One of the main purposes of a regular physical exam — usually annual, especially for adults over 50 — is early detection of disease. Early detection means early treatment, which leads to better outcomes, so regular exams are key to a healthy future.
In addition to overall exams, doctors often order specific tests, especially for diseases or conditions that are asymptomatic, and especially if there are risk factors, either general to the population or unique to the patient.
With time and resource limitations, of course, it is not possible to screen for every human ailment. Decisions must be made based on whether the patient — given his or her age, symptoms, and risk factors — is a likely candidate for a particular disorder. (These are warning signs that you are in bad health.)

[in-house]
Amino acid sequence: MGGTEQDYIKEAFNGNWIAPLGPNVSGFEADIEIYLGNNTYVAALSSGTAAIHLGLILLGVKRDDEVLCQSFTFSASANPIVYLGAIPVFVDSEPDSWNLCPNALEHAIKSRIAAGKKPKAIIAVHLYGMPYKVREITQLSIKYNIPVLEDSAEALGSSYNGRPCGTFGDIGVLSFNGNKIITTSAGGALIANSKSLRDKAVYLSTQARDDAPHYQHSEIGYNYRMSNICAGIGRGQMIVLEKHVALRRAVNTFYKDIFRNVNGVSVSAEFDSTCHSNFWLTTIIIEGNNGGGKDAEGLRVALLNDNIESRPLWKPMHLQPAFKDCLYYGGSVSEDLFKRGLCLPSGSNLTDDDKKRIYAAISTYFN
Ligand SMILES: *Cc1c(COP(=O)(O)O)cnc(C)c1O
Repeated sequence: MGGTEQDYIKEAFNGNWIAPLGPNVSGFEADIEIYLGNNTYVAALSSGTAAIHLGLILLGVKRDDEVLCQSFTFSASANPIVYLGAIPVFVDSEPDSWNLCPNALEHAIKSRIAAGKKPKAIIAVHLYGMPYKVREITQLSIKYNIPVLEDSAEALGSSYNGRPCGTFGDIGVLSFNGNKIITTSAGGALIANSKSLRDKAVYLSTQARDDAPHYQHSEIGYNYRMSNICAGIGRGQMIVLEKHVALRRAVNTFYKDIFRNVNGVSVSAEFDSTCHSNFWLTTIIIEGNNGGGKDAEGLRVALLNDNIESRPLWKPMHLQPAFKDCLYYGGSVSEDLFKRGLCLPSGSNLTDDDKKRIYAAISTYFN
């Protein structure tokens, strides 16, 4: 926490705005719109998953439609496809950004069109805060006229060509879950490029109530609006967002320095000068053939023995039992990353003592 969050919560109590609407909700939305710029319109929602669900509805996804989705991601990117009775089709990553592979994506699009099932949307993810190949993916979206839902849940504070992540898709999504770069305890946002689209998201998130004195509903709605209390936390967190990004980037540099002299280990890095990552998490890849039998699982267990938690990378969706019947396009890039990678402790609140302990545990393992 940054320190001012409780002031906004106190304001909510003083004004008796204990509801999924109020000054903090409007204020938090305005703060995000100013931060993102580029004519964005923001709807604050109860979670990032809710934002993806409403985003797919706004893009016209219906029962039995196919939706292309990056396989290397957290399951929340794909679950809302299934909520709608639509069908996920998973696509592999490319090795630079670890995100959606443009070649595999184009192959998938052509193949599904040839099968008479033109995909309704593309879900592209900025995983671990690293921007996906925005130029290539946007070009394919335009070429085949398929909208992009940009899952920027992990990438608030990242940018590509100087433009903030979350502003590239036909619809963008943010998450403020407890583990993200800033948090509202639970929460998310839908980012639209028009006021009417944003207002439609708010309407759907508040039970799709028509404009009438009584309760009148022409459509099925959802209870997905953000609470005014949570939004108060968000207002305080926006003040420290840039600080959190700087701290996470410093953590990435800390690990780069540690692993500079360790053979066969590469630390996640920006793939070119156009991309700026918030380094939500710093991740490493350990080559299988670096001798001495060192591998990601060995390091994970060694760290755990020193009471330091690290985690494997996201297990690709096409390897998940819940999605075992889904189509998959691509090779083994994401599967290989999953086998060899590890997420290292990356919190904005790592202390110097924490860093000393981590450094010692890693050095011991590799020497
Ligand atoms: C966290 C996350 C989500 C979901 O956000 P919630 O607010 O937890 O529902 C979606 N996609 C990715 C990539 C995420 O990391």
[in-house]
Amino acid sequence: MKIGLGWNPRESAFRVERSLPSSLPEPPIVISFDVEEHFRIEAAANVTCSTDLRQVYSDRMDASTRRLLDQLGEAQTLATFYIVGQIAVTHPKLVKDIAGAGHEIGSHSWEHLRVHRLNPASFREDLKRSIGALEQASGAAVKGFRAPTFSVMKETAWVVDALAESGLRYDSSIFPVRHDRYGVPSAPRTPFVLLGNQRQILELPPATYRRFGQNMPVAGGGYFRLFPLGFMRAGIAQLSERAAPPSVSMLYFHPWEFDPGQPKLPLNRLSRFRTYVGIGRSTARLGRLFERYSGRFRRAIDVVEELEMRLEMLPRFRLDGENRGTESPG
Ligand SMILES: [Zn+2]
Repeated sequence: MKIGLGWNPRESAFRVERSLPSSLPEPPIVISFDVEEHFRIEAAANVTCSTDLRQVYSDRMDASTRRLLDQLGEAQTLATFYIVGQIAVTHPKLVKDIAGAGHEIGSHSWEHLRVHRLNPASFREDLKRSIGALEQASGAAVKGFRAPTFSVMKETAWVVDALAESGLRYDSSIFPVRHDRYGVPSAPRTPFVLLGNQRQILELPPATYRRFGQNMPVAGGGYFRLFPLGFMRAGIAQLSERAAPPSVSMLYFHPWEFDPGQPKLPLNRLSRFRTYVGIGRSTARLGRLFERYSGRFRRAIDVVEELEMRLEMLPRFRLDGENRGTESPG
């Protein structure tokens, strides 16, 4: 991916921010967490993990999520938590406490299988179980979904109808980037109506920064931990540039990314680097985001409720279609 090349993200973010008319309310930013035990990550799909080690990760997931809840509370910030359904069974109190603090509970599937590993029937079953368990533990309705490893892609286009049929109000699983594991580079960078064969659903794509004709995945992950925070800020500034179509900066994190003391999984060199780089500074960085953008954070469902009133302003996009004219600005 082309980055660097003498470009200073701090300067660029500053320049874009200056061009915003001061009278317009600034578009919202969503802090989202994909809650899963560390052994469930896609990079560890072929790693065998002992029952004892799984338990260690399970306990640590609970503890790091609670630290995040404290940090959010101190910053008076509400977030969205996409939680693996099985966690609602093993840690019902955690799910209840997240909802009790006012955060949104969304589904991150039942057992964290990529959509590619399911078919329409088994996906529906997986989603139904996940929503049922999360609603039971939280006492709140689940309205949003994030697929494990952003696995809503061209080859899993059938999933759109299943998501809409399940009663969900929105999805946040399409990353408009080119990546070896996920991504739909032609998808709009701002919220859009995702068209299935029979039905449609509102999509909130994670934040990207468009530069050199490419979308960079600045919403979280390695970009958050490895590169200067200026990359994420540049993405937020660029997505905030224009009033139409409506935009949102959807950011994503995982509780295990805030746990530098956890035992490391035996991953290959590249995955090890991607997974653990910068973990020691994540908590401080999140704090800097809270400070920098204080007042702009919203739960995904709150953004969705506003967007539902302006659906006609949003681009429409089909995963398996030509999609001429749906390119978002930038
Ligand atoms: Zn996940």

For decisions on who to test, for what, and when, doctors rely in large part on guidance from the larger medical community in the form of recommendations from medical or public health organizations, and these recommendations can change over time. In May 2021, for instance, the American Cancer Society released its newest guidelines, lowering the recommended age for colorectal cancer screening from 50 to 45 due to an increase of cancer cases among the young and middle-aged. (Read about 22 medical tests every woman should have, and when.)
To compile a list of the latest recommended ages for important screening tests, 24/7 Tempo reviewed various sources from the Centers for Disease Control and Prevention, the American Cancer Society, the American Academy of Family Physicians, and the United States Preventive Services Task Force. In some cases the recommendations vary due to different risk factors taken into consideration, and it is ultimately up to each doctor to decide which recommendations to follow.